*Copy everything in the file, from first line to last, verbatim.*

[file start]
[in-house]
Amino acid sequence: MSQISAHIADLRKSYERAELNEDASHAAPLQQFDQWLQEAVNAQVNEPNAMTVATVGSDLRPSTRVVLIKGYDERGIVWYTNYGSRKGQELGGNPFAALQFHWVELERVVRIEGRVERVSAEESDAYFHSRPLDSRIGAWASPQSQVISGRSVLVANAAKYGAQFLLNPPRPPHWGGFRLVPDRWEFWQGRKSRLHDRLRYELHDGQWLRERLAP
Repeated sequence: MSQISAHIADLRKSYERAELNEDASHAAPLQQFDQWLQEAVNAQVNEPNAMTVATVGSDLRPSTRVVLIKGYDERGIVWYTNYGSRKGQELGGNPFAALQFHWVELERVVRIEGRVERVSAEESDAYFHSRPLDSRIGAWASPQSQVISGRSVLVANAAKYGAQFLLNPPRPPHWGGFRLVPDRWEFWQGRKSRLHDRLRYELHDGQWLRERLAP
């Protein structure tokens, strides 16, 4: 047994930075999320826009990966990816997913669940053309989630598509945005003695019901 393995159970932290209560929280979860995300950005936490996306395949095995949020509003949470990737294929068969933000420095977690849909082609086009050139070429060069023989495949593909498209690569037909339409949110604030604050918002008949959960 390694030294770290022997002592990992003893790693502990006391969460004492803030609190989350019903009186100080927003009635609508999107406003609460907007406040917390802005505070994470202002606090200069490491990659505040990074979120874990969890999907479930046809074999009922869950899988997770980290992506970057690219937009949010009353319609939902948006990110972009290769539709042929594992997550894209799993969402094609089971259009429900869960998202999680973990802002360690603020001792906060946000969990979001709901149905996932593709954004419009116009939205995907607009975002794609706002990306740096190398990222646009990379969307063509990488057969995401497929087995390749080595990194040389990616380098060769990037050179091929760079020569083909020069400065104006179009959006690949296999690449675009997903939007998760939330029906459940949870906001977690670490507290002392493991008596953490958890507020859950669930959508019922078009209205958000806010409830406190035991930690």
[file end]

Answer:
[in-house]
Amino acid sequence: MSQISAHIADLRKSYERAELNEDASHAAPLQQFDQWLQEAVNAQVNEPNAMTVATVGSDLRPSTRVVLIKGYDERGIVWYTNYGSRKGQELGGNPFAALQFHWVELERVVRIEGRVERVSAEESDAYFHSRPLDSRIGAWASPQSQVISGRSVLVANAAKYGAQFLLNPPRPPHWGGFRLVPDRWEFWQGRKSRLHDRLRYELHDGQWLRERLAP
Repeated sequence: MSQISAHIADLRKSYERAELNEDASHAAPLQQFDQWLQEAVNAQVNEPNAMTVATVGSDLRPSTRVVLIKGYDERGIVWYTNYGSRKGQELGGNPFAALQFHWVELERVVRIEGRVERVSAEESDAYFHSRPLDSRIGAWASPQSQVISGRSVLVANAAKYGAQFLLNPPRPPHWGGFRLVPDRWEFWQGRKSRLHDRLRYELHDGQWLRERLAP
């Protein structure tokens, strides 16, 4: 047994930075999320826009990966990816997913669940053309989630598509945005003695019901 393995159970932290209560929280979860995300950005936490996306395949095995949020509003949470990737294929068969933000420095977690849909082609086009050139070429060069023989495949593909498209690569037909339409949110604030604050918002008949959960 390694030294770290022997002592990992003893790693502990006391969460004492803030609190989350019903009186100080927003009635609508999107406003609460907007406040917390802005505070994470202002606090200069490491990659505040990074979120874990969890999907479930046809074999009922869950899988997770980290992506970057690219937009949010009353319609939902948006990110972009290769539709042929594992997550894209799993969402094609089971259009429900869960998202999680973990802002360690603020001792906060946000969990979001709901149905996932593709954004419009116009939205995907607009975002794609706002990306740096190398990222646009990379969307063509990488057969995401497929087995390749080595990194040389990616380098060769990037050179091929760079020569083909020069400065104006179009959006690949296999690449675009997903939007998760939330029906459940949870906001977690670490507290002392493991008596953490958890507020859950669930959508019922078009209205958000806010409830406190035991930690």